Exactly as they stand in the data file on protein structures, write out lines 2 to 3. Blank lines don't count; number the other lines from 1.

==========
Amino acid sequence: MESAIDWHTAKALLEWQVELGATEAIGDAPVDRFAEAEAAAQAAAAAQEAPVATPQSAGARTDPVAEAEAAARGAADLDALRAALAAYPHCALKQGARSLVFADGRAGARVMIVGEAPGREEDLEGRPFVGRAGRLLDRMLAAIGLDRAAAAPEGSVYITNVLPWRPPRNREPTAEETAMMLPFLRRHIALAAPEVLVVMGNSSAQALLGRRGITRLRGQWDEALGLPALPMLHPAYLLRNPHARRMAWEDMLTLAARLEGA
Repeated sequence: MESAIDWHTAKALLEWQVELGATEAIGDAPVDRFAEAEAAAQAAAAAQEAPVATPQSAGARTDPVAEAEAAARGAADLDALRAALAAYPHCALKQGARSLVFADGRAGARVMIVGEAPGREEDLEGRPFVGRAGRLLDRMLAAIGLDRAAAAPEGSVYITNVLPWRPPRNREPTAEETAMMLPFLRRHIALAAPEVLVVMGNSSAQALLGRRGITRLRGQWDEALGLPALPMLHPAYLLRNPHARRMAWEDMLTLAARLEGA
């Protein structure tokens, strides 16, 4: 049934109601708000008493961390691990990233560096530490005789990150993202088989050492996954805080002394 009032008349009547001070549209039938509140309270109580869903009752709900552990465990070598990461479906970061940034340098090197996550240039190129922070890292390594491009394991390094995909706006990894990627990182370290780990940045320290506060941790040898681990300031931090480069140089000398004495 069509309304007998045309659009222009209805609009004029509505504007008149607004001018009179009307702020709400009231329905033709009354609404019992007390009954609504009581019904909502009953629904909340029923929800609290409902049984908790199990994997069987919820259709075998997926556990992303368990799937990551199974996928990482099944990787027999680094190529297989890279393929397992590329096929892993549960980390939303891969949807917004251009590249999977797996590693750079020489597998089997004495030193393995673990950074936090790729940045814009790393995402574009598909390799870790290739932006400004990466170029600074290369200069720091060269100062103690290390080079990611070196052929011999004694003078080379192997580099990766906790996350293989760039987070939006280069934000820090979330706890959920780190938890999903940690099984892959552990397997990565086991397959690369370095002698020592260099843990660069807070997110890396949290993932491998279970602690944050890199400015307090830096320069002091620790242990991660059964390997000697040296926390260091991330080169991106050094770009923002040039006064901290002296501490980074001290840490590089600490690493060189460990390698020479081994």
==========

Repeated sequence: MESAIDWHTAKALLEWQVELGATEAIGDAPVDRFAEAEAAAQAAAAAQEAPVATPQSAGARTDPVAEAEAAARGAADLDALRAALAAYPHCALKQGARSLVFADGRAGARVMIVGEAPGREEDLEGRPFVGRAGRLLDRMLAAIGLDRAAAAPEGSVYITNVLPWRPPRNREPTAEETAMMLPFLRRHIALAAPEVLVVMGNSSAQALLGRRGITRLRGQWDEALGLPALPMLHPAYLLRNPHARRMAWEDMLTLAARLEGA
């Protein structure tokens, strides 16, 4: 049934109601708000008493961390691990990233560096530490005789990150993202088989050492996954805080002394 009032008349009547001070549209039938509140309270109580869903009752709900552990465990070598990461479906970061940034340098090197996550240039190129922070890292390594491009394991390094995909706006990894990627990182370290780990940045320290506060941790040898681990300031931090480069140089000398004495 069509309304007998045309659009222009209805609009004029509505504007008149607004001018009179009307702020709400009231329905033709009354609404019992007390009954609504009581019904909502009953629904909340029923929800609290409902049984908790199990994997069987919820259709075998997926556990992303368990799937990551199974996928990482099944990787027999680094190529297989890279393929397992590329096929892993549960980390939303891969949807917004251009590249999977797996590693750079020489597998089997004495030193393995673990950074936090790729940045814009790393995402574009598909390799870790290739932006400004990466170029600074290369200069720091060269100062103690290390080079990611070196052929011999004694003078080379192997580099990766906790996350293989760039987070939006280069934000820090979330706890959920780190938890999903940690099984892959552990397997990565086991397959690369370095002698020592260099843990660069807070997110890396949290993932491998279970602690944050890199400015307090830096320069002091620790242990991660059964390997000697040296926390260091991330080169991106050094770009923002040039006064901290002296501490980074001290840490590089600490690493060189460990390698020479081994």